Last week I experienced what can only be described as Costco Karma, which is weird because I’m not a big believer in Karma and you don’t normally consider a whole sale warehouse to be the dispenser of cosmic justice.
Until that fateful shopping trip, I was uncertain Karma even existed. Sure, when some wretched bastard finally comes upon their demise it is a delicious moment that makes you say Aha, Karma! There you are, you sweet son of a bitch. The truth is in your euphoria you are temporarily blind to all the other times the good guy finished last and the bad guy triumphed.
Costco has the same unreliable quality. You can get a bona fide deal on anything from hearing aids to fish sticks. The problem, of course, is that everything is sold in an SLU (shit load unit). Right now, in my medicine cabinet I have a drum of ibuprofen from 2003. I guess I’m hoping Karma and Advil will cure me of my headache. And to this day my children recoil in horror at the mere suggestion of eating cheddar bunnies after a 40 count box terrorized their lunchboxes for the length of a Biblical probation.
And to be honest, I’m not sure Costco believes in cosmic justice either because before you leave you have to present your receipt to a team member who mixes friendly chit chat with cynicism and suspicion while inspecting your cart and deciding whether or not to release you with an authoritative stroke of a hot pink highlighter.
Despite this high tech security measure, I have shoplifted, more than once from the store. Let’s be clear. Both times were by accident, both times lacked criminal intent, and both times involved an SLU of recyclable water bottles. The first time I stole a magazine. I didn’t realize what I had done until I got out to the car and hoisted the heavy slab of water bottles into my trunk. There at the bottom of the cart was a glossy cupcake magazine. Now here’s where it is my fault, and Karma can start assembling an arsenal. I didn’t go back in, show them my membership card, march over to customer service, and hand over the jack. In my defense it was a blustery winter day in North Eastern Wisconsin so I said, “Fuck it! It is just too damned cold out here. I am not walking another step.”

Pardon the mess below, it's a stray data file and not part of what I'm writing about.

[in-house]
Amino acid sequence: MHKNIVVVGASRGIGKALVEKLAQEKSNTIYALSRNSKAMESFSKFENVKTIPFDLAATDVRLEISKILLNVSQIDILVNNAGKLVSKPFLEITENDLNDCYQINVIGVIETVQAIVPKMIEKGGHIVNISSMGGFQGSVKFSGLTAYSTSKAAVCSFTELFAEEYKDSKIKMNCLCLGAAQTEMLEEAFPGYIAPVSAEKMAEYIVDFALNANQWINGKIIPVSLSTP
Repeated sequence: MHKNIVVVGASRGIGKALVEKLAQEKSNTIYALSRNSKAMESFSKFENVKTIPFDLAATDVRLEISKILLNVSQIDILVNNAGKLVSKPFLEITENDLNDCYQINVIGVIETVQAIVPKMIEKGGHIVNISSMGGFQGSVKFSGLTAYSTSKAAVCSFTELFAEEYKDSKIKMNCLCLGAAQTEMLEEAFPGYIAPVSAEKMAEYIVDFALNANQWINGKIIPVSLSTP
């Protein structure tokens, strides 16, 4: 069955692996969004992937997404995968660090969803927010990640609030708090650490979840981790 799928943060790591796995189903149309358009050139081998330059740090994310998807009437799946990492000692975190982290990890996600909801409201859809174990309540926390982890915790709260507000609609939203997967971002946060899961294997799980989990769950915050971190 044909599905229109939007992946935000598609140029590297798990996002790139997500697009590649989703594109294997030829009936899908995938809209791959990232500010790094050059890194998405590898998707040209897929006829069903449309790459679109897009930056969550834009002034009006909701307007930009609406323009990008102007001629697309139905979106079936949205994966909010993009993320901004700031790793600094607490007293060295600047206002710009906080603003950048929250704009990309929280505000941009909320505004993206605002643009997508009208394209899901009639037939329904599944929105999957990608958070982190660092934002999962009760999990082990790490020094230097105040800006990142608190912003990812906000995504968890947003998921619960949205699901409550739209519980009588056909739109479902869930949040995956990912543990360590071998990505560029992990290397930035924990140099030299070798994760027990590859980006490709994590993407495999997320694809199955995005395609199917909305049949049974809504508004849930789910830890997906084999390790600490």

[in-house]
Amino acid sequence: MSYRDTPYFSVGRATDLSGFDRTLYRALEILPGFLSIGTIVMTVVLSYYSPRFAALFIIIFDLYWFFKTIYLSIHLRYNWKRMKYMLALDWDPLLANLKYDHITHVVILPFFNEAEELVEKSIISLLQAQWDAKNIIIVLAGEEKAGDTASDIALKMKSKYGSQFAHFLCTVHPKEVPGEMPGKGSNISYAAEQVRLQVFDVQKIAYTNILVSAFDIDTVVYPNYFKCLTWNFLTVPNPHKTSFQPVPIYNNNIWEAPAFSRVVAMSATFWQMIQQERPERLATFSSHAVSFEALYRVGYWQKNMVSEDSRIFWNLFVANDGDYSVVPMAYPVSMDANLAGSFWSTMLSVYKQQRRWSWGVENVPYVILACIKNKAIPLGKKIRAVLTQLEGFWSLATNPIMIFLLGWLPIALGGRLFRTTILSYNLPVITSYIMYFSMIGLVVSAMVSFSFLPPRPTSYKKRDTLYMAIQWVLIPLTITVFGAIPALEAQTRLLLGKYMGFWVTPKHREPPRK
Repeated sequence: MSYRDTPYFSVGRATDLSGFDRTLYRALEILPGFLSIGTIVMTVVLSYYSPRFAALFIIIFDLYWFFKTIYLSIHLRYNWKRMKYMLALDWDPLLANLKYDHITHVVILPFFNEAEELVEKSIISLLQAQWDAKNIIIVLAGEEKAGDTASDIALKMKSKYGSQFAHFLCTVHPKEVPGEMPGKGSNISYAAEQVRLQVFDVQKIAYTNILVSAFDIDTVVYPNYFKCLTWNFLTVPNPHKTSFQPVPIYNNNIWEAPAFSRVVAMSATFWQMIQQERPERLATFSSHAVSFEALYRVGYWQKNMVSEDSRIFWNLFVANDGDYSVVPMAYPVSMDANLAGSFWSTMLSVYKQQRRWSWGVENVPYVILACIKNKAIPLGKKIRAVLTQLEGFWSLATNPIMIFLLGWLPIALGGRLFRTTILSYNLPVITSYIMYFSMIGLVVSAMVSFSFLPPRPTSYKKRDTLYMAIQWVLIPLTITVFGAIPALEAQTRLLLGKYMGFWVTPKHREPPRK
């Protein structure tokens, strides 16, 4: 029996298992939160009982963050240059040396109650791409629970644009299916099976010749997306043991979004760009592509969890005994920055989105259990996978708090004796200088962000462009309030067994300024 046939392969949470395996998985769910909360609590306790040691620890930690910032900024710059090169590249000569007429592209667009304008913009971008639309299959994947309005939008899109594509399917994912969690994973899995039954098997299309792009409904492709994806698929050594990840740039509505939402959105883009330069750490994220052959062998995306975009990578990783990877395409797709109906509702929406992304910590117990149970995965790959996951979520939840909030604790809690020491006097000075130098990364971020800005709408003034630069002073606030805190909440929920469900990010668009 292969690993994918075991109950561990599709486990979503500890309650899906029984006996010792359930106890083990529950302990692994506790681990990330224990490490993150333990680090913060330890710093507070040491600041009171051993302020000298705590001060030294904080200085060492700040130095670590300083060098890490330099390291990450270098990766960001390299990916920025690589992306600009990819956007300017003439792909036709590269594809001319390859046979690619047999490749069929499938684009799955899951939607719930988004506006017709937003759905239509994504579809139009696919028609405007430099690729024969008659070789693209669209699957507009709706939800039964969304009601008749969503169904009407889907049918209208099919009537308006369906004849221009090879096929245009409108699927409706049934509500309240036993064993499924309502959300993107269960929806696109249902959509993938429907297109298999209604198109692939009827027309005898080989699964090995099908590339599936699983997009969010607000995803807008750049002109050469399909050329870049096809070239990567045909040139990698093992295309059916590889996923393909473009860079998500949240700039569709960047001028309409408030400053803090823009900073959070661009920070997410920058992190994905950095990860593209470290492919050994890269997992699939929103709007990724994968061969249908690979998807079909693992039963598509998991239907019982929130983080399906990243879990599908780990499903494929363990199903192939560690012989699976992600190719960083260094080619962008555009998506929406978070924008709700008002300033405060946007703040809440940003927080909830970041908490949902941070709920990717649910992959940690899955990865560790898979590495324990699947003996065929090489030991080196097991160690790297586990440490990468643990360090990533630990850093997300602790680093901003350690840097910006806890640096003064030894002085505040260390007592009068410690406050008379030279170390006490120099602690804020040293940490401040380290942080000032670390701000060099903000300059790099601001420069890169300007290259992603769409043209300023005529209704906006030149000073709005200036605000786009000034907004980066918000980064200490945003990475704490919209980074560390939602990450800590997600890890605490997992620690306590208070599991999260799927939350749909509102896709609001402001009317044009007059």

Today was a little trickier. You see, both Costco and I were in the wrong. Just as before, I hoisted the SLU of water bottles up and into my trunk, and lo and behold a set of children’s thermal underwear was unintentionally secreted beneath the heavy and unwieldy package. I took a moment to contemplate my expanding shoplifting portfolio that now included apparel. My child will be warm but also an accessory to petty theft.
This time, I cannot say the weather was a contributing factor in my moral failure. It was mild day and the cold air had yet to fully develop its sadistic personality traits that turns normal people into hibernating hermits. This was a conscious decision to steal children’s underwear. I drove away.
When I got home, and parked in the safety of my garage, I opened my trunk and the gallon of milk I had legitimately purchased had leaked all over. A slit in the top from a box cutter was the hidden culprit. Costco had sold me a defective milk. Everything was coated with a filmy white including the black spongy carpeting that is the staple fabric of my budget vehicle. Being the mother of two children I am acutely aware of the aftermath of spilled milk. And I can tell you now that spilled milk in your car is something to cry about. I was about to be trapped with a rotting stench not unlike my moral failure.
Karma claimed its victory, spiked the football with tiny pools of milk, and trapped me inside my only means of escape. I had plenty of time to think about my sins while I waited as my car was detailed.